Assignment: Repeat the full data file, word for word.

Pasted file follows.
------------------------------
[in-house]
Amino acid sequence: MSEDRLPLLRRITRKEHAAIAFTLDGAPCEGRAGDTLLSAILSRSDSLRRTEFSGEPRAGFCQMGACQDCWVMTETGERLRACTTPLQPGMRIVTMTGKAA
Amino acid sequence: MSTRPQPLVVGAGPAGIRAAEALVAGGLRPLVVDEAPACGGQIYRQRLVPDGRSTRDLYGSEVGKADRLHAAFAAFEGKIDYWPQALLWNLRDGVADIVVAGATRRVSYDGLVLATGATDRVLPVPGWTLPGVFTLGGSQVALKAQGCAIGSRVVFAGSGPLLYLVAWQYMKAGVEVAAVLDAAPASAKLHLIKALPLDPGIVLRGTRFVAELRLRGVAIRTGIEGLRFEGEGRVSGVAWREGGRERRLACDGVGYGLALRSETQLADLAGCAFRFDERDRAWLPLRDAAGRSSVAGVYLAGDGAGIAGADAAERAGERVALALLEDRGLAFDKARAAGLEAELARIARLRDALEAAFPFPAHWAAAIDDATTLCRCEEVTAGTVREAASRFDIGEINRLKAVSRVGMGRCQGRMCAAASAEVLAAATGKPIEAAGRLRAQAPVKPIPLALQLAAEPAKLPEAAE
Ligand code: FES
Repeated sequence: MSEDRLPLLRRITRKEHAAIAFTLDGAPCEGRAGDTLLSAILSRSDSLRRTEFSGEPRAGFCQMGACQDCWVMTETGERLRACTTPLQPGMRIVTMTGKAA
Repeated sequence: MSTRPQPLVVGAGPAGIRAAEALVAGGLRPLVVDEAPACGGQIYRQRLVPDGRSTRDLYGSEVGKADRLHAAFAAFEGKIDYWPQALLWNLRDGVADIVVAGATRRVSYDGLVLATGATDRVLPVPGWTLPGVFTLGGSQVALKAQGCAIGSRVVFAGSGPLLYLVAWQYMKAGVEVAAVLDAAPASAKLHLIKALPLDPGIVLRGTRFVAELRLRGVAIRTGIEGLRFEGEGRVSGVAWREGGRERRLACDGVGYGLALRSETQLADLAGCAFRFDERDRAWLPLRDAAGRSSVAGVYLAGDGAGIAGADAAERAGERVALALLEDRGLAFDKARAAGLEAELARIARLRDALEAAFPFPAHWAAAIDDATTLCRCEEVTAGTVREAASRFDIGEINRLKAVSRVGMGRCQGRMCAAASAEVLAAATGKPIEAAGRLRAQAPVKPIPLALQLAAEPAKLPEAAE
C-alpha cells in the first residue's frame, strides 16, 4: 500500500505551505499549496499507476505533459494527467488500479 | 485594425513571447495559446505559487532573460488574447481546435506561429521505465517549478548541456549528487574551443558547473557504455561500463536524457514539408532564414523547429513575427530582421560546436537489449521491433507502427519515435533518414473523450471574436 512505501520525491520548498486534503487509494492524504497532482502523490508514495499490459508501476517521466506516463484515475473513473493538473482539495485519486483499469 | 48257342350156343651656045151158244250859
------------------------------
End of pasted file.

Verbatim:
[in-house]
Amino acid sequence: MSEDRLPLLRRITRKEHAAIAFTLDGAPCEGRAGDTLLSAILSRSDSLRRTEFSGEPRAGFCQMGACQDCWVMTETGERLRACTTPLQPGMRIVTMTGKAA
Amino acid sequence: MSTRPQPLVVGAGPAGIRAAEALVAGGLRPLVVDEAPACGGQIYRQRLVPDGRSTRDLYGSEVGKADRLHAAFAAFEGKIDYWPQALLWNLRDGVADIVVAGATRRVSYDGLVLATGATDRVLPVPGWTLPGVFTLGGSQVALKAQGCAIGSRVVFAGSGPLLYLVAWQYMKAGVEVAAVLDAAPASAKLHLIKALPLDPGIVLRGTRFVAELRLRGVAIRTGIEGLRFEGEGRVSGVAWREGGRERRLACDGVGYGLALRSETQLADLAGCAFRFDERDRAWLPLRDAAGRSSVAGVYLAGDGAGIAGADAAERAGERVALALLEDRGLAFDKARAAGLEAELARIARLRDALEAAFPFPAHWAAAIDDATTLCRCEEVTAGTVREAASRFDIGEINRLKAVSRVGMGRCQGRMCAAASAEVLAAATGKPIEAAGRLRAQAPVKPIPLALQLAAEPAKLPEAAE
Ligand code: FES
Repeated sequence: MSEDRLPLLRRITRKEHAAIAFTLDGAPCEGRAGDTLLSAILSRSDSLRRTEFSGEPRAGFCQMGACQDCWVMTETGERLRACTTPLQPGMRIVTMTGKAA
Repeated sequence: MSTRPQPLVVGAGPAGIRAAEALVAGGLRPLVVDEAPACGGQIYRQRLVPDGRSTRDLYGSEVGKADRLHAAFAAFEGKIDYWPQALLWNLRDGVADIVVAGATRRVSYDGLVLATGATDRVLPVPGWTLPGVFTLGGSQVALKAQGCAIGSRVVFAGSGPLLYLVAWQYMKAGVEVAAVLDAAPASAKLHLIKALPLDPGIVLRGTRFVAELRLRGVAIRTGIEGLRFEGEGRVSGVAWREGGRERRLACDGVGYGLALRSETQLADLAGCAFRFDERDRAWLPLRDAAGRSSVAGVYLAGDGAGIAGADAAERAGERVALALLEDRGLAFDKARAAGLEAELARIARLRDALEAAFPFPAHWAAAIDDATTLCRCEEVTAGTVREAASRFDIGEINRLKAVSRVGMGRCQGRMCAAASAEVLAAATGKPIEAAGRLRAQAPVKPIPLALQLAAEPAKLPEAAE
C-alpha cells in the first residue's frame, strides 16, 4: 500500500505551505499549496499507476505533459494527467488500479 | 485594425513571447495559446505559487532573460488574447481546435506561429521505465517549478548541456549528487574551443558547473557504455561500463536524457514539408532564414523547429513575427530582421560546436537489449521491433507502427519515435533518414473523450471574436 512505501520525491520548498486534503487509494492524504497532482502523490508514495499490459508501476517521466506516463484515475473513473493538473482539495485519486483499469 | 48257342350156343651656045151158244250859